Sorry, there is no fibre content in this post, because I’m in a car, with Stalkermom, the Ed, and a small dog named Barney,


and I have not got knitting. This seemed like a good idea when I left – I thought I would be in the cab of a truck with no space to knit, and although I am on my way to Toronto to hang out with Emily and Krista, I am also hoping to catch up on what is has become several years worth of missed beer-soaked arguments with their spouses Dru and Simon.

But I’m in a car, and I have no knitting. There is a cat-and-wool picture at the bottom of this post, if you want to just skip to the eye-candy.


my mother brought HER knitting.

I’m really looking forward to some good conversation tonight. Simon and Dru have always been great people to argue/debate/think out loud with, and more and more I realize how much I need that, how much the way I think has always depended on not just words, but the exchange of words. I’ve complained before about “losing my words” and I don’t know what it sounds like but I mean it quite literally – the way I think and process ideas has been changing ever since we moved to the relative isolation of the farm.

I think that’s partly why I’ve been so enjoying talking to Jodi lately. Not that talking to Jodi isn’t great in and of itself, she’s a terrific person. But the project she’s involved in right now, and her thoughts on it… it’s exciting to hear her talk about, the project itself is fascinating, and listening to her explain it has started giving me a handle on how to approach – no, how to understand – what is happening to me. Apparently my hands went ahead and began expressing the changes some time ago, without actually consulting my brain – big surprise, eh? But talking with Jodi about alteration and destruction is helping my brain catch up.


Jodi outside Milk in Windsor, modeling a new (although pieced together from older) project dress.

I knew, obviously, that I was expressing myself by decorating my house. I mean, that’s the point, right? In decorating. But it took Emily and Dru and Jodi to point out to me that the house is an organic work, that I’m not actually so much decorating as creating an installation (in quote-unquote artistic terms – I am making a space I want to live in, it just happens to be a bit more representative of my internal processes than I was externally aware of). It is not just a project, but a Project, I suppose.

For example, the walls. In my conscious mind, I am painting words on the walls. The stated purpose being to create a sort of unique and readable wallpaper – thought provoking in places, perhaps, but not profound or especially startling.

But, as I progress, I discover that there are “rules”. First off, the words are all “used”. By which I mean I am not writing anything myself for this project, nor am I letting Raven do so. All of the quotations are from published works. Genre or form doesn’t matter, there are songs, poems, fiction and non-fiction.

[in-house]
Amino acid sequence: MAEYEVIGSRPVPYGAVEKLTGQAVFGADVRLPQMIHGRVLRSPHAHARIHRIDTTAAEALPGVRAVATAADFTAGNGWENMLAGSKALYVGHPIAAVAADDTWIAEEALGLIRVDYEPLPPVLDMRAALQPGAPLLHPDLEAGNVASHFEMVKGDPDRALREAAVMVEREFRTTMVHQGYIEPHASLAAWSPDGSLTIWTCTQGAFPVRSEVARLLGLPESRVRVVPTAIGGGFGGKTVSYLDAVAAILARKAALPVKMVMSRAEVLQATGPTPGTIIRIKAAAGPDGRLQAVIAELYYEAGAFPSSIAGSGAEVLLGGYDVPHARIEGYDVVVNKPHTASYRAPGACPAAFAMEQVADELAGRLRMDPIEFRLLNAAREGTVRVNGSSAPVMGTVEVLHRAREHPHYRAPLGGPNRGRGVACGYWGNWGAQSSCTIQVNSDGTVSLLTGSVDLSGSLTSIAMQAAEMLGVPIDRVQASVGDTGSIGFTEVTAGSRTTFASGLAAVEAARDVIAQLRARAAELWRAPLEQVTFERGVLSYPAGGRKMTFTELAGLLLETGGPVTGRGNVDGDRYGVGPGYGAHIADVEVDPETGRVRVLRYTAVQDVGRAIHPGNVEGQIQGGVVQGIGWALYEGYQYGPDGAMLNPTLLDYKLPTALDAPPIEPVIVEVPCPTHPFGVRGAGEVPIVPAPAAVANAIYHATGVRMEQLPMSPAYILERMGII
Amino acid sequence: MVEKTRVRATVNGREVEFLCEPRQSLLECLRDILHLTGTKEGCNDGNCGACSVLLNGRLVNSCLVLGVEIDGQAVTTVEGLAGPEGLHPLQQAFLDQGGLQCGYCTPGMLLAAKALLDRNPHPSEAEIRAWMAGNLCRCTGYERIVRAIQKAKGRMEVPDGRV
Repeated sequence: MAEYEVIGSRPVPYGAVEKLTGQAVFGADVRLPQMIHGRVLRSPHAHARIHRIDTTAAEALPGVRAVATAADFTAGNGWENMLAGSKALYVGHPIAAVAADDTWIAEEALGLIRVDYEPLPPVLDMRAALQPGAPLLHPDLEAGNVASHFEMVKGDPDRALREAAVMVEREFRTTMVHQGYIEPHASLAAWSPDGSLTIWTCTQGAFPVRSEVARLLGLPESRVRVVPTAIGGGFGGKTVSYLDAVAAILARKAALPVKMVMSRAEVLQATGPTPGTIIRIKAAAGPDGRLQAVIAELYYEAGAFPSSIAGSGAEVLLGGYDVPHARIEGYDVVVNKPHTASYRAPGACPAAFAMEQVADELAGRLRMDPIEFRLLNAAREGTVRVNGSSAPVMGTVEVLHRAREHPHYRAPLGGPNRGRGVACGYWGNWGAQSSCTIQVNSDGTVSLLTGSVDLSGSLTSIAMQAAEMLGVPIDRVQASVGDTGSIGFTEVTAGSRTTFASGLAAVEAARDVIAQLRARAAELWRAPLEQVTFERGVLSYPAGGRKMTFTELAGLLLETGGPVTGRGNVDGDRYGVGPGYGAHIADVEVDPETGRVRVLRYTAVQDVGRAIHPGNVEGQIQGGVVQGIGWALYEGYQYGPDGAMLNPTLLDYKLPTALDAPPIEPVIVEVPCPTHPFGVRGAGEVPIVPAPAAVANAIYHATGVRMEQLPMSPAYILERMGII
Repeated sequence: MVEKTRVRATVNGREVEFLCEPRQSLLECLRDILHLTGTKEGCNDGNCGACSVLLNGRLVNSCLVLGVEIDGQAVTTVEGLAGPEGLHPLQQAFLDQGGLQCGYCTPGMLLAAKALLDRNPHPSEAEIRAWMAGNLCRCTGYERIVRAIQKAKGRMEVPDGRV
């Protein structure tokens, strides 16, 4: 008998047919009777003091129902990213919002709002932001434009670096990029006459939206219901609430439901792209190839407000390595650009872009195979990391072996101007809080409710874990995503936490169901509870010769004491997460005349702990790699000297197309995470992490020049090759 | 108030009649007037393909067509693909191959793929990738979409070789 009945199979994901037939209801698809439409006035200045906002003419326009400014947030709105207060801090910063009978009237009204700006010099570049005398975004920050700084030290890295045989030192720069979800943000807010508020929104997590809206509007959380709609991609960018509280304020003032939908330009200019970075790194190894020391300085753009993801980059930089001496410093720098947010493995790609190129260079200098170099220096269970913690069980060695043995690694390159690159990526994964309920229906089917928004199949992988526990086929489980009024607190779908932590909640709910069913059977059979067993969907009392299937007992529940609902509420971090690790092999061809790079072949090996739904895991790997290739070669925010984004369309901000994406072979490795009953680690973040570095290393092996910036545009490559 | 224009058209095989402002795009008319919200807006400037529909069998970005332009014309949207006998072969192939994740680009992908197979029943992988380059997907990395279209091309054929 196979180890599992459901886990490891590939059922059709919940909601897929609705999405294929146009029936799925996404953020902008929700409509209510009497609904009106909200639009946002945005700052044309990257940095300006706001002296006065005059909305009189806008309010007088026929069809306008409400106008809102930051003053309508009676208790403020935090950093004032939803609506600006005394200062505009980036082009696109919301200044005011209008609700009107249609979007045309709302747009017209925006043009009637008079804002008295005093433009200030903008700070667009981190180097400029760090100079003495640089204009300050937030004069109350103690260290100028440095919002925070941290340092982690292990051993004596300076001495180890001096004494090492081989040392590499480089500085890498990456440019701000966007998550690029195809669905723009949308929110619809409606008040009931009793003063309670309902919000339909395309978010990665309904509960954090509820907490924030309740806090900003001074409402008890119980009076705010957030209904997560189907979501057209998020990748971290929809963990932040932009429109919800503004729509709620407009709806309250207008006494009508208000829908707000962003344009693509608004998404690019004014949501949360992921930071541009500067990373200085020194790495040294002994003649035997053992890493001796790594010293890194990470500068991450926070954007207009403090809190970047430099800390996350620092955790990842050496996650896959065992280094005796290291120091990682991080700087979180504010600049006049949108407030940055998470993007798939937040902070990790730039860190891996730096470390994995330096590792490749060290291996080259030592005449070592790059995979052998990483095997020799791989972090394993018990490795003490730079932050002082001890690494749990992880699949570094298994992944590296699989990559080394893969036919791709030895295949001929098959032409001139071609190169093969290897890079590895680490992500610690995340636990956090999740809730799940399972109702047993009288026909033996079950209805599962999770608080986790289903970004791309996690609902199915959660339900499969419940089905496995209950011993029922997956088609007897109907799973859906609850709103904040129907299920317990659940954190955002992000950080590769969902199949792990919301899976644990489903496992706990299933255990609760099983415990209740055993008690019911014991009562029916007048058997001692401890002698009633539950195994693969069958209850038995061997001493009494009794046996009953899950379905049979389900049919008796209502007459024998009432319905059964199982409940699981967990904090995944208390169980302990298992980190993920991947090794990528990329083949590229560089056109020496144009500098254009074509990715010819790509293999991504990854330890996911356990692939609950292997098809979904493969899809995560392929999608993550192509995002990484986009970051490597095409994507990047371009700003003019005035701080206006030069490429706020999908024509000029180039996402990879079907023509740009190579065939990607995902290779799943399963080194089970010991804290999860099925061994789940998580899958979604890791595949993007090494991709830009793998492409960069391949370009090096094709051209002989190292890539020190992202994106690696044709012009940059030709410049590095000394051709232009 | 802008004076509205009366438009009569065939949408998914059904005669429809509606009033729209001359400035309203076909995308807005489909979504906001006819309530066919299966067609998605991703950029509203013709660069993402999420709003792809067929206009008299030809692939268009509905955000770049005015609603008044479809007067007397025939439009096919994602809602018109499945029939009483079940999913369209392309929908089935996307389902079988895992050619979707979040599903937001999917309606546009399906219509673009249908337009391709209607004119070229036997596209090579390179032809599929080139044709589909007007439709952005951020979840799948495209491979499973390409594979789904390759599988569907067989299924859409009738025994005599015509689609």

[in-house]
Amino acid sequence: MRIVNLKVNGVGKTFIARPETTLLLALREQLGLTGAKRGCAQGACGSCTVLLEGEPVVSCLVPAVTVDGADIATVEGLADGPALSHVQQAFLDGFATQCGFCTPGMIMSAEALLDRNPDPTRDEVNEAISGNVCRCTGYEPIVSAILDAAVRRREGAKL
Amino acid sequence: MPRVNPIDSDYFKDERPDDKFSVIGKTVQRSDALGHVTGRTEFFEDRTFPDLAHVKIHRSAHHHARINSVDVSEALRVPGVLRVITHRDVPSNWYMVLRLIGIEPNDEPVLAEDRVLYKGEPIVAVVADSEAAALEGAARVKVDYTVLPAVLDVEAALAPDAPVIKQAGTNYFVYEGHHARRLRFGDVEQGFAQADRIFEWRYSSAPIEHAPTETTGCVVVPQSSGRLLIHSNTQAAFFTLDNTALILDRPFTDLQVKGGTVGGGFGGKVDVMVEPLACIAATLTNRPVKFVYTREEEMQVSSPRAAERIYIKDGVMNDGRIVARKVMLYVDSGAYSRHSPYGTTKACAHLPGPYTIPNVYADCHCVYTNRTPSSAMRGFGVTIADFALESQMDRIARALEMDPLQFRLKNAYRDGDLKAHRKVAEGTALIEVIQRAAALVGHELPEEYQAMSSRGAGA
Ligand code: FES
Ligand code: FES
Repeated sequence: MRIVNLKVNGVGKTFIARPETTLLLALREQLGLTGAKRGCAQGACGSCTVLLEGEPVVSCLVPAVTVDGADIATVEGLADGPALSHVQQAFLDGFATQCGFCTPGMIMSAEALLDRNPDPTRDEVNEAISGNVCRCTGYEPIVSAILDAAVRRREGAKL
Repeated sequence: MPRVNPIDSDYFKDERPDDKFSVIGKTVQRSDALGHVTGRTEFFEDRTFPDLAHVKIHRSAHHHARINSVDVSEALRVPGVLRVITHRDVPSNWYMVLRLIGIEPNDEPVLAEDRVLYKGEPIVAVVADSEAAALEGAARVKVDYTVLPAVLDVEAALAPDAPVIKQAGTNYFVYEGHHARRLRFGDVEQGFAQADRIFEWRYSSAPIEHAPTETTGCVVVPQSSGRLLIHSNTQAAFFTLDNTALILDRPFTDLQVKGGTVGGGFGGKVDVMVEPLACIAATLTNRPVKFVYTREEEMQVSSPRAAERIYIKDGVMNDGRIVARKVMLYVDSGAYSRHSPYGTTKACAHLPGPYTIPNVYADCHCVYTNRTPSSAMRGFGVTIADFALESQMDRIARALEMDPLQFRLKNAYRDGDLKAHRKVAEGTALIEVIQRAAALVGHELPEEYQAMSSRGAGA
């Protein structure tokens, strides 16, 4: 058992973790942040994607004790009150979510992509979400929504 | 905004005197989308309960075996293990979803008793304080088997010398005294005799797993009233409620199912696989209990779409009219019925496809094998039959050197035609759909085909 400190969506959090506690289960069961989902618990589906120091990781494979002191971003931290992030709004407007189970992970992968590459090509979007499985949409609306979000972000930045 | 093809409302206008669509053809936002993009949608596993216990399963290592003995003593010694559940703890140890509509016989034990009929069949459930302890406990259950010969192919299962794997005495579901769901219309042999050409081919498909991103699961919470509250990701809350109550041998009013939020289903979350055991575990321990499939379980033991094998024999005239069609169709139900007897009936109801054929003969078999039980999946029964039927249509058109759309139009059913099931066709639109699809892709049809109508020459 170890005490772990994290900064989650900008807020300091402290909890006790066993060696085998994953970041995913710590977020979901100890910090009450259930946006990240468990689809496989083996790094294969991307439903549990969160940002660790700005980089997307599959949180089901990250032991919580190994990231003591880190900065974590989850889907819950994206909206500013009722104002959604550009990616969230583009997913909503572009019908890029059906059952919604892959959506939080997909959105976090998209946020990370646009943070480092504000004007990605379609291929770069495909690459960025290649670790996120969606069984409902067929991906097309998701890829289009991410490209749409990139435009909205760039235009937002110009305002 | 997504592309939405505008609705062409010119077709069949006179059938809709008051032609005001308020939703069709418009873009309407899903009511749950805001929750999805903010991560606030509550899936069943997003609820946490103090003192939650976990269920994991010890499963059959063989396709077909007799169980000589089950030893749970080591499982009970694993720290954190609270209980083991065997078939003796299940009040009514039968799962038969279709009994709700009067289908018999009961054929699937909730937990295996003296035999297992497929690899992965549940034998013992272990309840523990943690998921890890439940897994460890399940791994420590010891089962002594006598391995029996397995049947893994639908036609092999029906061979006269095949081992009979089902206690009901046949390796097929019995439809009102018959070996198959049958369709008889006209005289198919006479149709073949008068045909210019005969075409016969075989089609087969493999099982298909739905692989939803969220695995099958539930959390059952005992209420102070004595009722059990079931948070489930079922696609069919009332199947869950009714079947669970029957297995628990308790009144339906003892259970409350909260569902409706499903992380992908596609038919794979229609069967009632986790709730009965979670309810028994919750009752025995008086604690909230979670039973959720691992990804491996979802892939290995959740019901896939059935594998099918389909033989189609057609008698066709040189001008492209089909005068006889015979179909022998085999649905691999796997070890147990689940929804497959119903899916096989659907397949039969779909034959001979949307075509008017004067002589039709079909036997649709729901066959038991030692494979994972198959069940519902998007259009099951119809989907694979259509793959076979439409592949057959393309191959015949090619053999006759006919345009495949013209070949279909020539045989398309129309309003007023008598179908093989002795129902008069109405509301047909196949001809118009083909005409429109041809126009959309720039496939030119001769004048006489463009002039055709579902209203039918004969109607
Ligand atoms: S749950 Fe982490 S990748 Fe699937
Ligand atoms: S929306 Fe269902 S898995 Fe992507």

Second, many of the words are self-referential within the project. The quotes do not necessarily stand alone, removed from their original context, they often don’t mean anything without the new context of the wall. I have quotes referring to doorways and passages in doorways and passages, quotes about table etiquette and foodstuffs in the kitchen. Many of the quotes are actually about words. One of my current favorites is “these are the things that are written and painted on one part of the wall”.

Another rule I’ve discovered then is that I don’t want the quotes to be particularly meaningful. Raven and I each have some favorite passages that have found their way into rooms, but on the whole I am not trying – I am trying not – to fill my house with moving or meaninful phrases, or deep profundities. Where such things do go up I like to combine them with opposites, frivolities or contrary arguments/observations. The walls may contain a dialogue, but they are not actually intended to provoke one.

Finally, the words in the last stages are obfuscated. I am painting over the decorated wall, in such a way that the words are much harder to read, and much less obviously there. As a decorative feature, my intention was that the words be gradually noticed, that the first effect would be textured walls, and the nature of the texturing would be noticed later, if at all. I hang pictures and mirrors and place furniture in front of walls without regard to the passages being wholly or partially blocked (there are a couple of puns, I have a passage about a hanging a mirror in your entryway behind the mirror in the entryway).

As a decorative feature, this makes sense. But it’s been three years in the doing, three years during which I keep upping the ante in terms of obiliterating the words I’ve so carefully selected and painted, and I’ve only just now realized that as I think more and more visually and become less and less verbal, I do more and more to obliterate these representations of my old medium of thought.

This is connected to a lot of things, not all of which I’ve got a handle on yet. I’m putting this in the blog mostly because this blog is a place I notice my – I don’t think it’s mistrust, not yet – reluctance with words. I write far more entries in my head as I’m working than are ever posted here, and I feel badly that I don’t share here as often as I could/should.

As promised, here is some fibre, with cat: